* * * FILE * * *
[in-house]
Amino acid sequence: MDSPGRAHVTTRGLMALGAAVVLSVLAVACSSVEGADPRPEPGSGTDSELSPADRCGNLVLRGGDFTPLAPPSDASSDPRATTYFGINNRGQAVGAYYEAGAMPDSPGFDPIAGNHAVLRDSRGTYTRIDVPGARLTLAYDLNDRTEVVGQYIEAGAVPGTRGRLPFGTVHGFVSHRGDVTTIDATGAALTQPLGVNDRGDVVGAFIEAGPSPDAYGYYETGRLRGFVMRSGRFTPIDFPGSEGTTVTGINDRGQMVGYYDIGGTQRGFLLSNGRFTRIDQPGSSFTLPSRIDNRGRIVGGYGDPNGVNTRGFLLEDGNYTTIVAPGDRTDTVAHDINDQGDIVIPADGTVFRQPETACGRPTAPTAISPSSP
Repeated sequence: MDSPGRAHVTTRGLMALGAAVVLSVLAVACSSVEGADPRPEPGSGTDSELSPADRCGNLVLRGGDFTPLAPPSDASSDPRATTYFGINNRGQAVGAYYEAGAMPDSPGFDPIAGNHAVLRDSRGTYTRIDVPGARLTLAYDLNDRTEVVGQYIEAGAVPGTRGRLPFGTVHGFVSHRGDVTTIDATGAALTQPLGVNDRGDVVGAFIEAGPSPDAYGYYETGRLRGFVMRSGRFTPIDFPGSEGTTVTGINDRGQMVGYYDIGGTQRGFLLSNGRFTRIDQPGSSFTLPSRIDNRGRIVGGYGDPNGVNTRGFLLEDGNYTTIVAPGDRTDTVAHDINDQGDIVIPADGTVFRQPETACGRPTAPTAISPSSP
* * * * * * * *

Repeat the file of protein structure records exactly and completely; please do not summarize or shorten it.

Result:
[in-house]
Amino acid sequence: MDSPGRAHVTTRGLMALGAAVVLSVLAVACSSVEGADPRPEPGSGTDSELSPADRCGNLVLRGGDFTPLAPPSDASSDPRATTYFGINNRGQAVGAYYEAGAMPDSPGFDPIAGNHAVLRDSRGTYTRIDVPGARLTLAYDLNDRTEVVGQYIEAGAVPGTRGRLPFGTVHGFVSHRGDVTTIDATGAALTQPLGVNDRGDVVGAFIEAGPSPDAYGYYETGRLRGFVMRSGRFTPIDFPGSEGTTVTGINDRGQMVGYYDIGGTQRGFLLSNGRFTRIDQPGSSFTLPSRIDNRGRIVGGYGDPNGVNTRGFLLEDGNYTTIVAPGDRTDTVAHDINDQGDIVIPADGTVFRQPETACGRPTAPTAISPSSP
Repeated sequence: MDSPGRAHVTTRGLMALGAAVVLSVLAVACSSVEGADPRPEPGSGTDSELSPADRCGNLVLRGGDFTPLAPPSDASSDPRATTYFGINNRGQAVGAYYEAGAMPDSPGFDPIAGNHAVLRDSRGTYTRIDVPGARLTLAYDLNDRTEVVGQYIEAGAVPGTRGRLPFGTVHGFVSHRGDVTTIDATGAALTQPLGVNDRGDVVGAFIEAGPSPDAYGYYETGRLRGFVMRSGRFTPIDFPGSEGTTVTGINDRGQMVGYYDIGGTQRGFLLSNGRFTRIDQPGSSFTLPSRIDNRGRIVGGYGDPNGVNTRGFLLEDGNYTTIVAPGDRTDTVAHDINDQGDIVIPADGTVFRQPETACGRPTAPTAISPSSP